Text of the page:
May 2009

Milton Bradley's strike zone

Milton Bradley feels his incident with umpire Larry Vanover may have had a carryover effect. Vanover ejected Bradley in April, the two argued, and the result was a two-game suspension, which was reduced to one. Bradley told the Chicago Tribune he has been forced to chase pitches he normally doesn’t swing at because he feels his strike zone has been widened.

“There’s nothing good that come out of it,” Lou Piniella said of Bradley’s comments. “What we need Milton to do is get to the point where he hits the ball the way he has in the past. Getting on umpires is not a good solution.”

Bradley entered Monday’s game batting .188. He hit .321 last year with the Rangers.

“He’s a much better hitter than what he’s shown here early in the season,” Piniella said. “You look at his career and he’s hit everywhere he’s been. There’s no reason to assume he’s not going to hit here. He’s just gotten off to a slow start. I’m sure he’s a little frustrated about it. He’s a kid who wants to do well — a young man who wants to do well. He’s probably put a little undue pressure on himself. He just needs to relax and play and let his natural abilities take over and I think everything will be fine.”

— Carrie Muskat

5/25 Lineup & quick hits

Derrek Lee was scratched from Monday’s lineup because he’s sick with the flu. Lee was sent home. Bobby Scales also was in the original lineup, but was benched because he’s feeling ill, too. Scales was available.

Here’s the lineup: LF Soriano, SS Theriot, RF Bradley, CF Johnson, C Soto, 1B Hoffpauir, 3B Freel, 2B Miles and P Dempster.

* Carlos Marmol was in New York to be with his wife, who is expecting the couple’s second child. Marmol was expected back in Chicago on Wednesday.

* The Cubs batted .160 on the six-game road trip, scoring five runs. They did face some pretty good pitchers but Lou Piniella is the first to admit they struggled. “Until our batting average gets close to the .250 mark collectively and a few others higher, you’re going to continue to struggle offensively,” Piniella said.

“If we can get through this thing here, it’ll make us better as a team down the road — that’s the positive spin to it,” he said. “It’s been challenging for us all year. We’ve had stretches where we’ve hit well. But basically, the first 40 games or so, the first quarter of this year, it’s been a challenge for us offensively.”

* During his team meeting on Sunday, Piniella told the players to look at video replays of good swings, not bad ones. “I want to see a good picture when I use visualization,” Piniella said.

Maybe the players shouldn’t use the video room. Piniella said they’ve talked about that. “If we have to, we’ll close it down for the players, at least during the game,” he said. “Visualization is a great tool, but at the same time, visualize good things. Don’t keep putting bad pictures in your mind.”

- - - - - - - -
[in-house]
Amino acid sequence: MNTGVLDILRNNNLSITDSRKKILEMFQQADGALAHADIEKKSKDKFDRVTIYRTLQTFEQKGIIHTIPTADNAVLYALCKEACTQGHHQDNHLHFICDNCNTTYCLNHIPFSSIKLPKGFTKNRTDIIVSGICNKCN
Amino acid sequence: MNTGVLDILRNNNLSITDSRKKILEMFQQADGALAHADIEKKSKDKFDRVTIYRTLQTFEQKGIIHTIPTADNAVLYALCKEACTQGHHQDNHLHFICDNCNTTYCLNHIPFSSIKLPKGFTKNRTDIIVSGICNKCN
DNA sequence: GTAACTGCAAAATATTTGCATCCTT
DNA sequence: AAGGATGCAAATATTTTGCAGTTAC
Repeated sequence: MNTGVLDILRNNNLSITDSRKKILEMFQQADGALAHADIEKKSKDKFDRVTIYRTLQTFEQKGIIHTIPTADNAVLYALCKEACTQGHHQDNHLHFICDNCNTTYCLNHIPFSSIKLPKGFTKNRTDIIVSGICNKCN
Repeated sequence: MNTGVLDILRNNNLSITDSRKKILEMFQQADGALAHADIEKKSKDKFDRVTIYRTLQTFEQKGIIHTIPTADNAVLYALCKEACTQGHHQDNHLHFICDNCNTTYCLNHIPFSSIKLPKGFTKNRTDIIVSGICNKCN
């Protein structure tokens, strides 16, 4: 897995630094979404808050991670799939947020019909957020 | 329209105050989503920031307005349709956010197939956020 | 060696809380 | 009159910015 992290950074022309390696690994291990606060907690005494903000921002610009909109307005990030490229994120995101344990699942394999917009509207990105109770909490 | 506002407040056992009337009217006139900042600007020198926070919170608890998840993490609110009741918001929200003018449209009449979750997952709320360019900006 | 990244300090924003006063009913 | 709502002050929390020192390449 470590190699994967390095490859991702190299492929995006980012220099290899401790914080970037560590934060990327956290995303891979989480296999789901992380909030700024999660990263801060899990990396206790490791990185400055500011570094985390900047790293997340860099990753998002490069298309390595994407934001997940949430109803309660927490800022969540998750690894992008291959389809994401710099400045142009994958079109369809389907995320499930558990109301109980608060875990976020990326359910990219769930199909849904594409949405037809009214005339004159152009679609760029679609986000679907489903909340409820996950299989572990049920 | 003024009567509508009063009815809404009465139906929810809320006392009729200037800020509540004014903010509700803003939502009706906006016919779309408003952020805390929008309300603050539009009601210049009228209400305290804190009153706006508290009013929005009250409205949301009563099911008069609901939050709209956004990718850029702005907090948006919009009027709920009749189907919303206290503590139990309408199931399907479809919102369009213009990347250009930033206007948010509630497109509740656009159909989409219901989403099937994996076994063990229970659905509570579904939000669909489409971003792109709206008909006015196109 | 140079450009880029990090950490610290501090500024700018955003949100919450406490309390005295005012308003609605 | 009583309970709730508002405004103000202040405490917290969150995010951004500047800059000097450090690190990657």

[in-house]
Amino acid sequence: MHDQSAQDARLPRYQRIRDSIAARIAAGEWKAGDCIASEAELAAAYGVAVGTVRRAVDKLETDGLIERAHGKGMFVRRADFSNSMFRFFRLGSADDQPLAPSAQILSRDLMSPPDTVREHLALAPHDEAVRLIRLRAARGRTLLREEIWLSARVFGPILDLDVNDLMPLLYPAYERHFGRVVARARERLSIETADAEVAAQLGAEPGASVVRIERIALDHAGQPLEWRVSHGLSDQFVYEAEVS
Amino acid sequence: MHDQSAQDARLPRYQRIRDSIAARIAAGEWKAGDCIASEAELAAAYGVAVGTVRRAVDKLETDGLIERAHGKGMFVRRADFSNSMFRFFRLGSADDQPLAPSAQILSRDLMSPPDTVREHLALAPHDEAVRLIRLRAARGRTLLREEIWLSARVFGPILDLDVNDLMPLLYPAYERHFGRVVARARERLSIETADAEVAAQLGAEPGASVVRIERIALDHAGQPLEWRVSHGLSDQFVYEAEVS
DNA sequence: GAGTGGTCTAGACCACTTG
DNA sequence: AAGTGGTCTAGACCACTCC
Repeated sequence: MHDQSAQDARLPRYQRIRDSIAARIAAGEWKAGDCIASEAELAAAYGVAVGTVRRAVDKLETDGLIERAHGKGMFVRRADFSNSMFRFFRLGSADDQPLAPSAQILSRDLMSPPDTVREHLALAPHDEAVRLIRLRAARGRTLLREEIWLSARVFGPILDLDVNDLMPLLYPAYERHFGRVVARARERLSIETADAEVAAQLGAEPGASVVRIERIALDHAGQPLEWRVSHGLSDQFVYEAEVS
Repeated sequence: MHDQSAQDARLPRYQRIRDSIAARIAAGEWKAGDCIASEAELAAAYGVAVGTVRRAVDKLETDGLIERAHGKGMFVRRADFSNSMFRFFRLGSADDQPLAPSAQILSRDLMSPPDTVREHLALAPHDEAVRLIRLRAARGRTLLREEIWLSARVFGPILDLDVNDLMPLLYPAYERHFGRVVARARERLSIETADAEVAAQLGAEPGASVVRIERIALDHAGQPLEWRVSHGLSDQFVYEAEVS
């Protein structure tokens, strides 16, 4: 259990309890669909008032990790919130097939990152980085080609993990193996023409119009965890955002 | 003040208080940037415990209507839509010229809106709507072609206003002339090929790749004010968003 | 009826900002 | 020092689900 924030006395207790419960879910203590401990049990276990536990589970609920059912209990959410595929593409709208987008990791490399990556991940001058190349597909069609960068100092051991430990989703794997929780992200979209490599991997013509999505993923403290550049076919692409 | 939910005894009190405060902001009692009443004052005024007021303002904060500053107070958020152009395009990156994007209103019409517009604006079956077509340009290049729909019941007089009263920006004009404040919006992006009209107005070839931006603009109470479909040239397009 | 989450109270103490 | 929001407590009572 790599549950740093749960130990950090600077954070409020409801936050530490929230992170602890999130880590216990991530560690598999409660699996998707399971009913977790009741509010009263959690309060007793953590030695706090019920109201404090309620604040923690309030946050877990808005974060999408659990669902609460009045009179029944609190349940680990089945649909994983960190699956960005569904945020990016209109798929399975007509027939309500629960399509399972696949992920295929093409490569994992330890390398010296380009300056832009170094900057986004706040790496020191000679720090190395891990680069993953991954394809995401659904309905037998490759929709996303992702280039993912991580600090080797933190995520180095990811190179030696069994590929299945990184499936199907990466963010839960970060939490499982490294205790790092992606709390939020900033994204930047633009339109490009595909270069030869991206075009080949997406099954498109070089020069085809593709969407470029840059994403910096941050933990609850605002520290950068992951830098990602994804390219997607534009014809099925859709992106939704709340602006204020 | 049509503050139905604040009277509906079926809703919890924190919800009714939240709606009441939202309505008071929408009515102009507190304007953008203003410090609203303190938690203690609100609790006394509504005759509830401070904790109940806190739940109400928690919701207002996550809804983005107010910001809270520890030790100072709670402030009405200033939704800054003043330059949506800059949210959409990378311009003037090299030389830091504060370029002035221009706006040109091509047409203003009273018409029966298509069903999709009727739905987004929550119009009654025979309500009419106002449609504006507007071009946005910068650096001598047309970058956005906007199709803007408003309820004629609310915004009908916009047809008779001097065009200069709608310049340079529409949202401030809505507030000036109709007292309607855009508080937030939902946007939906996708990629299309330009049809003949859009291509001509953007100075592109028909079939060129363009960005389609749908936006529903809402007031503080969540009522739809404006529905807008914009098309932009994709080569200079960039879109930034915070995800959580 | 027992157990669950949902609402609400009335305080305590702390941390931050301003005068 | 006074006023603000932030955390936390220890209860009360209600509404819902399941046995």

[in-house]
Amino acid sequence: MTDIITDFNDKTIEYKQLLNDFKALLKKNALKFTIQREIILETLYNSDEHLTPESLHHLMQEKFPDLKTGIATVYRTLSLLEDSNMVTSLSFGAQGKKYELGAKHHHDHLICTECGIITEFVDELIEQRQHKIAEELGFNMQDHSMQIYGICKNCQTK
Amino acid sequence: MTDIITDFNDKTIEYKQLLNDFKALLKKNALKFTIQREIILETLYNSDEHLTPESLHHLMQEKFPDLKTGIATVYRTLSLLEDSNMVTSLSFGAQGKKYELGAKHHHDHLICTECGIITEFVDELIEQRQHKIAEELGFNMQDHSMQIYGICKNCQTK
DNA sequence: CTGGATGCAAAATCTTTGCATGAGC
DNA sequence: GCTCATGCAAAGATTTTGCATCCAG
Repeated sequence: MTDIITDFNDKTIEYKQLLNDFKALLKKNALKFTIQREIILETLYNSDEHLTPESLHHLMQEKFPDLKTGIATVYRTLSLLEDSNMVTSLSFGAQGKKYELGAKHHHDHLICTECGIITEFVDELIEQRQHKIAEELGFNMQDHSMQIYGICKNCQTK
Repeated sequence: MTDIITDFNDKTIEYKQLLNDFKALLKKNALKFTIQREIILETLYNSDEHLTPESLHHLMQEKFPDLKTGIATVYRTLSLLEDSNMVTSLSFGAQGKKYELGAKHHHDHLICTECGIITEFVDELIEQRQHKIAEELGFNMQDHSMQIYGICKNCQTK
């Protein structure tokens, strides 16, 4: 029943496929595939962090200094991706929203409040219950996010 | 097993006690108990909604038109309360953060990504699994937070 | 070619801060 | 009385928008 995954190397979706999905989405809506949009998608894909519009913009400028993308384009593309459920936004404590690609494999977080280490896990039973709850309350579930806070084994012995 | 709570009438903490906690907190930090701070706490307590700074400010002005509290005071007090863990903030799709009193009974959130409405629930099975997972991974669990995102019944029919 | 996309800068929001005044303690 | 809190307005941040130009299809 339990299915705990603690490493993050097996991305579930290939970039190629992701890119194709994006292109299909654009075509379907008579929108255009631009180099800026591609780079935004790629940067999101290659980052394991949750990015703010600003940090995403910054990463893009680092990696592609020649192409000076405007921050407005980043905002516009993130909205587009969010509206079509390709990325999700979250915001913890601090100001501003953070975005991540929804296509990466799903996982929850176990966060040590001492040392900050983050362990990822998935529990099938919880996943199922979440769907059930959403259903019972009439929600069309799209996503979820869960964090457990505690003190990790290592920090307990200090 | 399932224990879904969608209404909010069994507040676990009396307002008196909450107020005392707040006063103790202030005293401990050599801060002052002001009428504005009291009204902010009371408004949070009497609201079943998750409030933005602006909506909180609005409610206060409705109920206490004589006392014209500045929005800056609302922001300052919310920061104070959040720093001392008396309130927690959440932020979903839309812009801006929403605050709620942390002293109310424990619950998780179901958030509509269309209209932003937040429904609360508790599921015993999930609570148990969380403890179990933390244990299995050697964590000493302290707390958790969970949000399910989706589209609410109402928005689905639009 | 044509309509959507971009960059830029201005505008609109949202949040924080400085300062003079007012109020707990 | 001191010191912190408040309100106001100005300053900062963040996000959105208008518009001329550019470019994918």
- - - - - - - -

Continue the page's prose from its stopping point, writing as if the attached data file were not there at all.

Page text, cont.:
Piniella said what players should do is watch the guy on the mound and see what his approach is to the hitters. “See what he’s getting people out with,” Piniella said. “There are a lot of things you can focus on during the ballgame watching the opposing pitcher that give you clues on how you’ll be approached as a hitter. If you’re watching tape, you miss a lot of things that can help you.”

* The Cubs will be wearing red caps in honor of Memorial Day.

— Carrie Muskat


My Boys sneak peek


My Boys

The TBS “My Boys” episode which features Mike Fontenot and Micah Hoffpauir will air Tuesday night. Check your TV listings for the time. “It’s pretty funny,” Hoffpauir said.

Ryan Theriot got a sneak peak at the show. His review?

“Micah was good,” Theriot said. “‘Font’ was horrible.”

— Carrie Muskat

Soriano at 2B?

The Cubs don’t have many backup options at third base with Aramis Ramirez out for four to six weeks because of a dislocated shoulder.

“The only other option we would have — and you all are going to like this one — is move [Alfonso] Soriano to second and [Micah] Hoffpauir to left,” Lou Piniella said. “Hopefully, it doesn’t get to that. That, again, is a measure of last resort.”

What has to happen for the Cubs to do that?

“We’ll explore all our other options [first],” Piniella said. “I feel very comfortable with our outfield with Soriano in left field. I want to get Hoffpauir in the lineup, I want to give everybody else the opportunity to swing the bats the way they’re capable. I’ve talked about it with Alan [Trammell]. I would think it’s a very remote possibility, but we’ll see.”

Has he talked about it with Soriano?

“Very briefly, in a passing nature,” Piniella said. “We haven’t had a prolonged conversation about it.”

Soriano didn’t laugh when Piniella discussed it. He did play second for six years.

“Let’s just keep that in the back of our heads, nothing more, nothing less,” Piniella said. “Maybe that was a 3:30 in the morning thought last night.”

— Carrie Muskat


5/21 Lineup

Ryan Freel is starting at third base Thursday in the Cubs’ series finale against the Cardinals. Lou Piniella said maybe one of the reasons for Mike Fontenot’s struggles at the plate is because he’s been switched to third. Fontenot was batting .213 when he plays, .197 when playing third. It’s LF Soriano, SS Theriot, CF Fukudome, 1B Lee, RF Bradley, 2B Fontenot, C Soto, 3B Freel and P Marshall.

— Carrie Muskat

Peavy update #1